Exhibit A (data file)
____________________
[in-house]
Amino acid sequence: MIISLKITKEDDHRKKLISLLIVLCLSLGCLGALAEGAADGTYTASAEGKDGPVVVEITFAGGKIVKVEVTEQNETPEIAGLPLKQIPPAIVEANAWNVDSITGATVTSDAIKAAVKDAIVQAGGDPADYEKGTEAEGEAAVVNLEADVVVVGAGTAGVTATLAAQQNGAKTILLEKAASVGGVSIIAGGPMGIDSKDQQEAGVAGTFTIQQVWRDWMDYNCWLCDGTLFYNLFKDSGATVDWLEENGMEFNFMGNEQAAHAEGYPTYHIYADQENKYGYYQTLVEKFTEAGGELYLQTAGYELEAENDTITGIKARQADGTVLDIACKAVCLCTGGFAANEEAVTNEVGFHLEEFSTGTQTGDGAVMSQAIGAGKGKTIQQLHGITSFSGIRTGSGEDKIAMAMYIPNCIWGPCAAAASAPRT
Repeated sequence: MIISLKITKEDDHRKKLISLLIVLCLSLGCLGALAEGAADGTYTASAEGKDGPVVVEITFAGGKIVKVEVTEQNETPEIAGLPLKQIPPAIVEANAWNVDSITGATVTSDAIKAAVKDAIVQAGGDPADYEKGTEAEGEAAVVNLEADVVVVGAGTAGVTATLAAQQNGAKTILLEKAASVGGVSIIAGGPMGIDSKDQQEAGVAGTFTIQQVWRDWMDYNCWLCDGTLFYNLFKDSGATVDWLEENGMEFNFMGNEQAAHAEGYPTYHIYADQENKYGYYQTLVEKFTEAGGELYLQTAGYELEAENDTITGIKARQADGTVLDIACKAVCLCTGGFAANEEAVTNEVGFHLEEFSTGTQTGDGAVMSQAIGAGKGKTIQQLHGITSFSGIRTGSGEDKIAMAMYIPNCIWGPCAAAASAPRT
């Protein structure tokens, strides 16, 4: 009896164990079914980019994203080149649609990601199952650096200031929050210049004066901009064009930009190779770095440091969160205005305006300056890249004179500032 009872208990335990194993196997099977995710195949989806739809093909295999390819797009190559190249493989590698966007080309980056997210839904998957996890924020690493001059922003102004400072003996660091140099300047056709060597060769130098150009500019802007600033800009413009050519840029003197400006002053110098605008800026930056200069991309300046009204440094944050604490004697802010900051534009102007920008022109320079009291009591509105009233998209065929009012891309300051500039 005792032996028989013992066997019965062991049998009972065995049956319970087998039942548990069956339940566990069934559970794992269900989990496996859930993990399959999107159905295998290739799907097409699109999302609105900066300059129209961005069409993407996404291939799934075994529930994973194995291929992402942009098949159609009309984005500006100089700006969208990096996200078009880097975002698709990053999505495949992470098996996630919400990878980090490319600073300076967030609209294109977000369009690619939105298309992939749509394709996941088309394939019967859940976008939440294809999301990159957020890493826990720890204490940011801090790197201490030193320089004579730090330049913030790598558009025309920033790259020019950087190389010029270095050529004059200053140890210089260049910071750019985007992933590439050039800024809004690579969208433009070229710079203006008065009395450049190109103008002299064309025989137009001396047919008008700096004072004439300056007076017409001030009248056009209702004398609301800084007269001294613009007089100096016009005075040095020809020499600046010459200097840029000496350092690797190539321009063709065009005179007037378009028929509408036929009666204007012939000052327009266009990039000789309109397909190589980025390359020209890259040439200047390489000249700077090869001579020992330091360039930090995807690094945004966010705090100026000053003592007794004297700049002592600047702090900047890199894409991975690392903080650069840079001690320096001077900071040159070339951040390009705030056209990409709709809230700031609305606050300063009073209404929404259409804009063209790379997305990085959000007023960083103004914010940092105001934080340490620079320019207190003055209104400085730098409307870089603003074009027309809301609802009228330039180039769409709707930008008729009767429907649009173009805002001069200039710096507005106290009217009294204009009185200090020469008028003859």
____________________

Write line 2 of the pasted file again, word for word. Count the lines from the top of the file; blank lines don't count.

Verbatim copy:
Amino acid sequence: MIISLKITKEDDHRKKLISLLIVLCLSLGCLGALAEGAADGTYTASAEGKDGPVVVEITFAGGKIVKVEVTEQNETPEIAGLPLKQIPPAIVEANAWNVDSITGATVTSDAIKAAVKDAIVQAGGDPADYEKGTEAEGEAAVVNLEADVVVVGAGTAGVTATLAAQQNGAKTILLEKAASVGGVSIIAGGPMGIDSKDQQEAGVAGTFTIQQVWRDWMDYNCWLCDGTLFYNLFKDSGATVDWLEENGMEFNFMGNEQAAHAEGYPTYHIYADQENKYGYYQTLVEKFTEAGGELYLQTAGYELEAENDTITGIKARQADGTVLDIACKAVCLCTGGFAANEEAVTNEVGFHLEEFSTGTQTGDGAVMSQAIGAGKGKTIQQLHGITSFSGIRTGSGEDKIAMAMYIPNCIWGPCAAAASAPRT